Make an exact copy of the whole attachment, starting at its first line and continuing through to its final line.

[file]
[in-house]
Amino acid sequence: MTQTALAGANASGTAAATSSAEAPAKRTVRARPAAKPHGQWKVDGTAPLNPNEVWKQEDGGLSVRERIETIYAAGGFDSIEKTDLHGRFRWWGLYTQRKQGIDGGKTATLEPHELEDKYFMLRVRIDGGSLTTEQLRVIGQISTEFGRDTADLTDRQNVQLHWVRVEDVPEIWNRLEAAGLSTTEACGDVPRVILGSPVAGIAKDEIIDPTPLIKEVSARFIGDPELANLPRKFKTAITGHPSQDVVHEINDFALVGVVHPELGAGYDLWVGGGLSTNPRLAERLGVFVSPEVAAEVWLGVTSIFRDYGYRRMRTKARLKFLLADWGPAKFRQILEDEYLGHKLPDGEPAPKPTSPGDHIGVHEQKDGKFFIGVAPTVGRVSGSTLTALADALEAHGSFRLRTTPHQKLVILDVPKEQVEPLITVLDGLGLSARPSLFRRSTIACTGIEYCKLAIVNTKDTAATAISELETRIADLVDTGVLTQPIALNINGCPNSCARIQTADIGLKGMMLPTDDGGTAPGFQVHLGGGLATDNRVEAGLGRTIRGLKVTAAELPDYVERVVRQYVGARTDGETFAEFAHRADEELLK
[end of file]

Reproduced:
[in-house]
Amino acid sequence: MTQTALAGANASGTAAATSSAEAPAKRTVRARPAAKPHGQWKVDGTAPLNPNEVWKQEDGGLSVRERIETIYAAGGFDSIEKTDLHGRFRWWGLYTQRKQGIDGGKTATLEPHELEDKYFMLRVRIDGGSLTTEQLRVIGQISTEFGRDTADLTDRQNVQLHWVRVEDVPEIWNRLEAAGLSTTEACGDVPRVILGSPVAGIAKDEIIDPTPLIKEVSARFIGDPELANLPRKFKTAITGHPSQDVVHEINDFALVGVVHPELGAGYDLWVGGGLSTNPRLAERLGVFVSPEVAAEVWLGVTSIFRDYGYRRMRTKARLKFLLADWGPAKFRQILEDEYLGHKLPDGEPAPKPTSPGDHIGVHEQKDGKFFIGVAPTVGRVSGSTLTALADALEAHGSFRLRTTPHQKLVILDVPKEQVEPLITVLDGLGLSARPSLFRRSTIACTGIEYCKLAIVNTKDTAATAISELETRIADLVDTGVLTQPIALNINGCPNSCARIQTADIGLKGMMLPTDDGGTAPGFQVHLGGGLATDNRVEAGLGRTIRGLKVTAAELPDYVERVVRQYVGARTDGETFAEFAHRADEELLK